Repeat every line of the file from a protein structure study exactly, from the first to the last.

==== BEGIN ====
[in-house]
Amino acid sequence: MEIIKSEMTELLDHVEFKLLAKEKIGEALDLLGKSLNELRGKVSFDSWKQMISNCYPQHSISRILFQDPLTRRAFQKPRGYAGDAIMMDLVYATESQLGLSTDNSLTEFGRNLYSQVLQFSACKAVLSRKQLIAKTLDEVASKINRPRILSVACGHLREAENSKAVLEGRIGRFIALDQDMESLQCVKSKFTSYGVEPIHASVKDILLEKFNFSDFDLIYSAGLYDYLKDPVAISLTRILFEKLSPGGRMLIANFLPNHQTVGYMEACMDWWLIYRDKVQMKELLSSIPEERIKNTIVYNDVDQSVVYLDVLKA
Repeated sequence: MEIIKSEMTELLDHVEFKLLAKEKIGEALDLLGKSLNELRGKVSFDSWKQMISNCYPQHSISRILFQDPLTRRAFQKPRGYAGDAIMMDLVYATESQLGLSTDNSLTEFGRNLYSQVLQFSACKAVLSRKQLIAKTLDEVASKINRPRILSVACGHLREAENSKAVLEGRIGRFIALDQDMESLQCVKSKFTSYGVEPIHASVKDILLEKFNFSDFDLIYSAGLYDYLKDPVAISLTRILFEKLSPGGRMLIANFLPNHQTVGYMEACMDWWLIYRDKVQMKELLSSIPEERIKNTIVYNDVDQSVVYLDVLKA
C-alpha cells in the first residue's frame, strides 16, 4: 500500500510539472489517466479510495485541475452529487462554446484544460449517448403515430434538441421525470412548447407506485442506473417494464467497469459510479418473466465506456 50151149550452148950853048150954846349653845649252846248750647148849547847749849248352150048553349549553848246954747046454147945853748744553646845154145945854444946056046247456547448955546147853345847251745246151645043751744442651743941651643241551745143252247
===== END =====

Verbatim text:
[in-house]
Amino acid sequence: MEIIKSEMTELLDHVEFKLLAKEKIGEALDLLGKSLNELRGKVSFDSWKQMISNCYPQHSISRILFQDPLTRRAFQKPRGYAGDAIMMDLVYATESQLGLSTDNSLTEFGRNLYSQVLQFSACKAVLSRKQLIAKTLDEVASKINRPRILSVACGHLREAENSKAVLEGRIGRFIALDQDMESLQCVKSKFTSYGVEPIHASVKDILLEKFNFSDFDLIYSAGLYDYLKDPVAISLTRILFEKLSPGGRMLIANFLPNHQTVGYMEACMDWWLIYRDKVQMKELLSSIPEERIKNTIVYNDVDQSVVYLDVLKA
Repeated sequence: MEIIKSEMTELLDHVEFKLLAKEKIGEALDLLGKSLNELRGKVSFDSWKQMISNCYPQHSISRILFQDPLTRRAFQKPRGYAGDAIMMDLVYATESQLGLSTDNSLTEFGRNLYSQVLQFSACKAVLSRKQLIAKTLDEVASKINRPRILSVACGHLREAENSKAVLEGRIGRFIALDQDMESLQCVKSKFTSYGVEPIHASVKDILLEKFNFSDFDLIYSAGLYDYLKDPVAISLTRILFEKLSPGGRMLIANFLPNHQTVGYMEACMDWWLIYRDKVQMKELLSSIPEERIKNTIVYNDVDQSVVYLDVLKA
C-alpha cells in the first residue's frame, strides 16, 4: 500500500510539472489517466479510495485541475452529487462554446484544460449517448403515430434538441421525470412548447407506485442506473417494464467497469459510479418473466465506456 50151149550452148950853048150954846349653845649252846248750647148849547847749849248352150048553349549553848246954747046454147945853748744553646845154145945854444946056046247456547448955546147853345847251745246151645043751744442651743941651643241551745143252247